Martha Stewart to pay $50 million for Emeril Lagasse franchise of cookbooks, shows

In this photo provided by The Martha Stewart Show, Martha Stewart and celebrity chef Emeril Lagasse work in the kitchen for a full hour to prepare a New Orleans-style Thanksgiving dinner featuring seafood gumbo, roasted turkey breast and oyster dressing Anders Krusberg, The Associated Press

AP

In this photo provided by “The Martha Stewart Show,” Martha Stewart and celebrity chef Emeril Lagasse work in the kitchen for a full hour to prepare a New Orleans-style Thanksgiving dinner featuring seafood gumbo, roasted turkey breast and oyster dressing Anders Krusberg, The Associated Press

By The Associated Press

NEW YORK – Martha Stewart Living Omnimedia Inc. is bringing in a new celebrity: popular TV chef Emeril Lagasse.

The New York-based media and merchandising company founded by domesticity maven Martha Stewart announced Tuesday that it bought the rights to the Emeril Lagasse franchise of cookbooks, television shows and kitchen products for $45 million in cash and $5 million in stock at closing. The final price could rise to up to $70 million if certain benchmarks are achieved.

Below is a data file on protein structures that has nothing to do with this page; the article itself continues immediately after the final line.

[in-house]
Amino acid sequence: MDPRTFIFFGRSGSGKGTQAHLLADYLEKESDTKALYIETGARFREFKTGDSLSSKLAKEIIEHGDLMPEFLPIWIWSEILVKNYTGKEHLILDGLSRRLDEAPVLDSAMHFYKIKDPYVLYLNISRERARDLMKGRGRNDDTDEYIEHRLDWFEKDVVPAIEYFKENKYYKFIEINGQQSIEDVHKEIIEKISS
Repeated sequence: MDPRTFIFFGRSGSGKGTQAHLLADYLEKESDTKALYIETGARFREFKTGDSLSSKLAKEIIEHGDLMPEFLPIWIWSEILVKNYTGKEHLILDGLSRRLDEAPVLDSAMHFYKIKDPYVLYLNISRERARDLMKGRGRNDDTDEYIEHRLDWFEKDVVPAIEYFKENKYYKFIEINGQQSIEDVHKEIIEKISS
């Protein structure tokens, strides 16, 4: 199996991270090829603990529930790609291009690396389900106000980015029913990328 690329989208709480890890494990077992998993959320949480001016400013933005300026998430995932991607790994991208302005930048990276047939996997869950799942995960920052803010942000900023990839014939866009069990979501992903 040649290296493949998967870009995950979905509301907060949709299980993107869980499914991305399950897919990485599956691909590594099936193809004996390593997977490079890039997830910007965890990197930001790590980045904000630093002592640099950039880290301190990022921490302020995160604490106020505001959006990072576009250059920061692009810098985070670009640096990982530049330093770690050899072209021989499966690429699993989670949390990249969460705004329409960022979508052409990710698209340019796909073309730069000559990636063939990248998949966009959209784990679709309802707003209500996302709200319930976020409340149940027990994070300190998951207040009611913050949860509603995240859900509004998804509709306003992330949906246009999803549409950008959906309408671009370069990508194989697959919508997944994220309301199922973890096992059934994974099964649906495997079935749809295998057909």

Martha Stewart did not acquire Emeril’s Homebase, which includes Lagasse’s 11 restaurants and corporate office.

Lagasse remains the host of the Food Network’s “Essence of Emeril,” but the Food Network channel ceased production of “Emeril Live” late last year, though it continues to air new episodes in 2008.

In a statement released Tuesday, the Food Network said, “We are happy to see that these two great brands will be combining forces and wish both of them the best. All of Emeril’s shows will remain on the network, and we also look forward to working with him on future projects.”

Martha Stewart Living said the deal will “contribute immediately to our performance,” adding $8 million in earnings before interest, taxes, depreciation and amortization. The acquired assets generated $14 million in revenue in 2007.

Martha Stewart Living expects the deal to close in the second quarter.